What I saw was extremely interesting! There were power generators, air conditioning systems, Digital Equipment Computer PDP-11 and terminals VT52…! I was able to talk shop with her very well, we talked about hardware and software.

I was very familiar with computers and terminals. The computers were the size of wall cabinets. I worked at home in Solothurn at Autophon, where I was employed, with the same devices. Remember: that was in 1980. Laptops had not yet been invented. And the Internet certainly wasn't!

On the way to Cagayan de Oro The condition of the road was a bit more difficult In the highlands of Mindanao Stopover in the highlands of Mindanao


Computers – at the end of the world...?

Well, guess what you do with such high-tech devices «in the middle of nowhere»?

In this station, dictionaries of the language of local indigenous people were created.
But what can you use such dictionaries for?

They were used to translate the Bible!
I was in the middle of the last white spot on the Christian world map.

Welcome to the camp Today you would be invited for selfies Indigenous people in the highlands of Mindanao Indigenous people in the highlands of Mindanao Welcome, indigenous people in the highlands Welcome dance of the indigenous people in the highlands of Mindanao



It continues in a Christian way... Davao was soon reached the following day. It was December 25, 1980. Sun, tropical heat, blue sky, just as you would imagine Christmas to be!

Stopover just before Davao  Where there's a goal, there's a way... Davao, Christmas. Hopefully the mega durian doesn't close... Davao, Christmas Davao, Christmas in wonderfully hot weather Davao, Christmas Davao, Christmas


Palme — Indonesia


Tana Toraja

The Toraja are a people on the highlands Tana Toraja on the island of Sulawesi. Organized tourism was already emerging in 1980. There were not many visitors yet. And if there were, the nightmare was over after an hour. I was the only hitchhiker.

The Toraja build wonderful houses based on architectural traditions from centuries ago. Their funeral ceremonies are just as famous.

The people are extraordinarily friendly. I was also invited to a funeral ceremony with buffalo fights. It would have been almost an insult not to go.

Houses in Tana Toraja Houses in Tana Toraja Houses in Tana Toraja Houses in Tana Toraja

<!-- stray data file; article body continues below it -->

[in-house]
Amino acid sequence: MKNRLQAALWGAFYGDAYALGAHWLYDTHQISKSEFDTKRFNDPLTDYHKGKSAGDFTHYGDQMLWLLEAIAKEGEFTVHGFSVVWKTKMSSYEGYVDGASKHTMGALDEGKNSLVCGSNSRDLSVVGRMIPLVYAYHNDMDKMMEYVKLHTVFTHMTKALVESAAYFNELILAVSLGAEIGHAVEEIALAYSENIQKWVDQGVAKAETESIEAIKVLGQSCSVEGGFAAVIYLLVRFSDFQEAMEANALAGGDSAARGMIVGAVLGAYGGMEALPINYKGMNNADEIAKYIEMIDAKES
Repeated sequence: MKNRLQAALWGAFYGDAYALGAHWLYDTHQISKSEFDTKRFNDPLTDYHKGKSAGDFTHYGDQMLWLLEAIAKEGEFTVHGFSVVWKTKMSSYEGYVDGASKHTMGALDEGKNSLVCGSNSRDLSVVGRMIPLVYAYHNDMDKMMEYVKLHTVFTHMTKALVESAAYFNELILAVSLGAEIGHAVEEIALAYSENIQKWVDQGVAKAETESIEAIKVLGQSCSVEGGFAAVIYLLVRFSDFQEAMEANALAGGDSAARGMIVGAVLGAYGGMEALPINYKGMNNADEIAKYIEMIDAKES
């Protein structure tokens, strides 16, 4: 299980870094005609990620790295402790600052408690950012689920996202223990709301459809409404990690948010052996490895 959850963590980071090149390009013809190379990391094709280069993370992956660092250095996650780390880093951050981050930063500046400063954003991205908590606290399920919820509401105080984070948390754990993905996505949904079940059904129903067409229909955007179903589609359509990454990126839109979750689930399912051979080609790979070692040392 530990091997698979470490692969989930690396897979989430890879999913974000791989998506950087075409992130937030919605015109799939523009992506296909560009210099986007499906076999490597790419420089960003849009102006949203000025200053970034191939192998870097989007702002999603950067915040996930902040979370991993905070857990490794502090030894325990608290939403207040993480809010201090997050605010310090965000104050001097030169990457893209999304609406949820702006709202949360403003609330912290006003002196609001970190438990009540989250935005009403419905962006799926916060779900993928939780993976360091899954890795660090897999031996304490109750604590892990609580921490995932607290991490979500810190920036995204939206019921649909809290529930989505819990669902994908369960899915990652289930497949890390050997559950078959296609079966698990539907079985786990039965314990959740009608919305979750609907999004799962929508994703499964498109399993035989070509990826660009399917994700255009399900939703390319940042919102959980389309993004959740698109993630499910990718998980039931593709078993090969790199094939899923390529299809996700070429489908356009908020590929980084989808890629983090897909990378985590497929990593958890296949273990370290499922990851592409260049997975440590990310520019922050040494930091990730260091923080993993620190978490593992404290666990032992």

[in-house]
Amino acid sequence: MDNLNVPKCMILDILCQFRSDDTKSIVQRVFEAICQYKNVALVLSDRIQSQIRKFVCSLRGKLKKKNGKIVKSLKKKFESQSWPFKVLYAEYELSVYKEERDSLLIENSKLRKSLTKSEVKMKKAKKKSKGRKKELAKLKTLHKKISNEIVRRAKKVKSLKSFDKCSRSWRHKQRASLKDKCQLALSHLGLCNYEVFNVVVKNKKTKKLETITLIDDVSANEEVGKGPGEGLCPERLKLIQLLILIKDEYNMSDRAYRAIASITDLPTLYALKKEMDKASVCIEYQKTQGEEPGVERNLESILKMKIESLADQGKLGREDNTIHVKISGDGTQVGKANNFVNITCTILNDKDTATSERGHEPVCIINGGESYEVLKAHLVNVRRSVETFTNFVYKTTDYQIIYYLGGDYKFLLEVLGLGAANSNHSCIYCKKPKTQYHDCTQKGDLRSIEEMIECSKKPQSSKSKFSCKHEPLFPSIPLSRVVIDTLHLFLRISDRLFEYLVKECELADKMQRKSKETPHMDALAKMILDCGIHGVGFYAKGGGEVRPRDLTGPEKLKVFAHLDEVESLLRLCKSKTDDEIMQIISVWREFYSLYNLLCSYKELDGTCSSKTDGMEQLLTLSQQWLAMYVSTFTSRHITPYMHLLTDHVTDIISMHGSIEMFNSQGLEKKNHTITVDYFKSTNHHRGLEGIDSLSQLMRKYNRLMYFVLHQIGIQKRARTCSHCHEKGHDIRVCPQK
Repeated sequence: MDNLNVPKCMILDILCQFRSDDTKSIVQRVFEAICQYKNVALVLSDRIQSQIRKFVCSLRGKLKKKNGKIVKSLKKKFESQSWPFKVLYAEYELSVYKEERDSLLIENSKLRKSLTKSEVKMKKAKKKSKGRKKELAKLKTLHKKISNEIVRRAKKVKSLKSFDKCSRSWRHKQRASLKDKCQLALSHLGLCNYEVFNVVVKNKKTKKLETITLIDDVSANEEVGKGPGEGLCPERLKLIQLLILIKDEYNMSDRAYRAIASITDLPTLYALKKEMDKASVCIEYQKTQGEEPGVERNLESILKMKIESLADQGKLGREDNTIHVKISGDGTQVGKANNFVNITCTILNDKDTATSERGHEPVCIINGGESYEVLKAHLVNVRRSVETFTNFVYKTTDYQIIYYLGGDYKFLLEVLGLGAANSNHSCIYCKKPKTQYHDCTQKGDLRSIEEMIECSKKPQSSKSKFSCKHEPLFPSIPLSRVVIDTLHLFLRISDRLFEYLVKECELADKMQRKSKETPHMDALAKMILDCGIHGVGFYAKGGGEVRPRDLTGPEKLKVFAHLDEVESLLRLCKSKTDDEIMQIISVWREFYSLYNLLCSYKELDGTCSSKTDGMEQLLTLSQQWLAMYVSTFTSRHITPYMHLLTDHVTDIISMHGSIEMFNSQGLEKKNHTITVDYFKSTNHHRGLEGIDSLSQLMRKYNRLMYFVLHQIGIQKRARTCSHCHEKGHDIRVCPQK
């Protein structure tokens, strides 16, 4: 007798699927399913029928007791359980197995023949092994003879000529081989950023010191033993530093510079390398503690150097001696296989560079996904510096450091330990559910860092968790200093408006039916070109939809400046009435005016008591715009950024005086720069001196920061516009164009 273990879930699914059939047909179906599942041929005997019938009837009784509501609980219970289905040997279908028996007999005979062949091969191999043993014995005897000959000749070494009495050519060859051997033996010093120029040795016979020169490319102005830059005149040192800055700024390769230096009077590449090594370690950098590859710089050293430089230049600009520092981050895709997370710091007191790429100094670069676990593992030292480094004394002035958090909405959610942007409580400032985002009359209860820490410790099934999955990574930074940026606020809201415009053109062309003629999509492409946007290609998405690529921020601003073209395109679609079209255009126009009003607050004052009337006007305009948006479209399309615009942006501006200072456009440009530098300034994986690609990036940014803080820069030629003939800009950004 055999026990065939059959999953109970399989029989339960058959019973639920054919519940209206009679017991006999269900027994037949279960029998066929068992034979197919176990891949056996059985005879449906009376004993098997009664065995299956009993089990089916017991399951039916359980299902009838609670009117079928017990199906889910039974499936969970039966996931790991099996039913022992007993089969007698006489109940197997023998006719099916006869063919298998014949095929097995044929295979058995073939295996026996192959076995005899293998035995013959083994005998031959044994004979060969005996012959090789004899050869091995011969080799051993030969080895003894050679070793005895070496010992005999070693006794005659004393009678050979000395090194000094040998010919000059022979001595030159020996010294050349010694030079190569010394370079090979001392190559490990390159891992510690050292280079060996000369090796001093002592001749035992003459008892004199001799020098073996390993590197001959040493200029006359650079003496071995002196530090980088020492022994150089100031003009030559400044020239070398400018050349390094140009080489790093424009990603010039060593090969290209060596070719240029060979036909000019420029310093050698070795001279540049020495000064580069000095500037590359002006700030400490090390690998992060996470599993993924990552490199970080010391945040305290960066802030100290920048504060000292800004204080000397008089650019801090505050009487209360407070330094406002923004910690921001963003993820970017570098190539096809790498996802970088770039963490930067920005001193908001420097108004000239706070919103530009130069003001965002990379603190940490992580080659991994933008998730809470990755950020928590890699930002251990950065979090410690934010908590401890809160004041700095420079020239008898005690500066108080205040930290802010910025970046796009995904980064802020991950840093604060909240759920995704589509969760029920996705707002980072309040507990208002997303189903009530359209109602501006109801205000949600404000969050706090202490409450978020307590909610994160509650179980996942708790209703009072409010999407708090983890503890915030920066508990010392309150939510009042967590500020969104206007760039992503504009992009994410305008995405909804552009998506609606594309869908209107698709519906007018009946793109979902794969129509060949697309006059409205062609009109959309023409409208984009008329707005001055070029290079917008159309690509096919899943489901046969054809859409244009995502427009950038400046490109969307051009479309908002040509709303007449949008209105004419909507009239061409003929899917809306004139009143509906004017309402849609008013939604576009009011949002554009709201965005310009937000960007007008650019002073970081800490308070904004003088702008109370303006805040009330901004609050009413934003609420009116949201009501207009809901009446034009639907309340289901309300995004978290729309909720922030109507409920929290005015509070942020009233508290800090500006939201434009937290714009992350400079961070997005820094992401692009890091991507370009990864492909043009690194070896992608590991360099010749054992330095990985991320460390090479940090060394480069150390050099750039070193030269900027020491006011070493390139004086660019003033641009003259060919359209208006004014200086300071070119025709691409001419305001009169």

Funeral ceremony Buffalo fight Big procession Here the buffalo won Who wants more... Gravesite Gravesite Procession Gravesite Gravesite Gravesite




From Medan we head up to the plateau to Berastagi. A longer stopover is recommended here, because the market is far more than worth seeing.

The smell of fish at the market is unmistakable. Durian has an even more intense smell. Europeans usually run away in panic. I love them as soon as they're open. But wait! They're prickly, almost impossible to hold in your hands. I wanted to take two with me the next day and put them in my room the night before. That wasn't a smart idea, because it smelled so bad that night that it was impossible to sleep. The two durians were a gift...

I was also sitting in this Bemo, as these extremely practical means of transport are called here. As you can imagine, there were all kinds of vegetables, fruits (including durian), chickens, firewood and more.

The market in Berastagi At the market in Berastagi Durian. Not for tourists!
My shopping is ready I'm at the back of the Bemo. Under a lot of vegetables, of course. Entrance to the market in Berastagi
The composition is magnificent! We didn't invent recycling. Jackfruit Village near Lake Toba, Sumatra



My mother talked a lot about her childhood, because the environment was "slightly" different from what we normally have here. For example, there was the snake in the chicken coop that blocked her brother's exit or the dog that was eaten by the tiger. My interest was piqued!

My grandfather, born in 1889 in Frutigen, was a doctor. After his studies, the Swiss state examination and a little later the state examination in Amsterdam in Dutch, he and his wife were drawn out into the wide world. That was in January 1918. He wanted to go to Sumatra as a specialist in tropical diseases to build a hospital there. The path there was not exactly easy, because the First World War was still raging. Her journey with her one-year-old son was, to say the least, unimaginably difficult, because a direct route was impossible as the Suez Canal was closed due to the war.

My mother was born in 1920 in Negaga, North Sumatra. But the story begins a little earlier. It was often told to me by my grandfather and my mother.

Hospital in Negaga, Sumatra The hospital was built under the direction of my grandfather in 1918. My grandfather worked here as a doctor for 12 years Drinking tee...

Their journey first went to Spain. There they had to wait six weeks for the ship to America. Then they set off. But after a short journey the ship was stopped by the German military. There was talk of sinking it. Only my grandfather and the second Swiss on board, Gottlieb Duttweiler, were the only German-speaking people. After intensive negotiations the ship was able to return to Spain. After a few weeks the crossing to New York was successful. Then across the USA and another ship to Sumatra.

In the province Asahan Regency (North Sumatra) my grandfather built the hospital in Negaga. The family grew, my mother was the first child born there. Four more followed.

If you're already in the "area", it would be worth taking a look! My mother drew me a map and some location information, all from her memory after more than 50 years. After all, Google Maps didn't exist back then. Even today, Negaga is still nowhere to be found. But I did it! Hour-long bus ride past many palm oil plantations, asking around, showing my plan…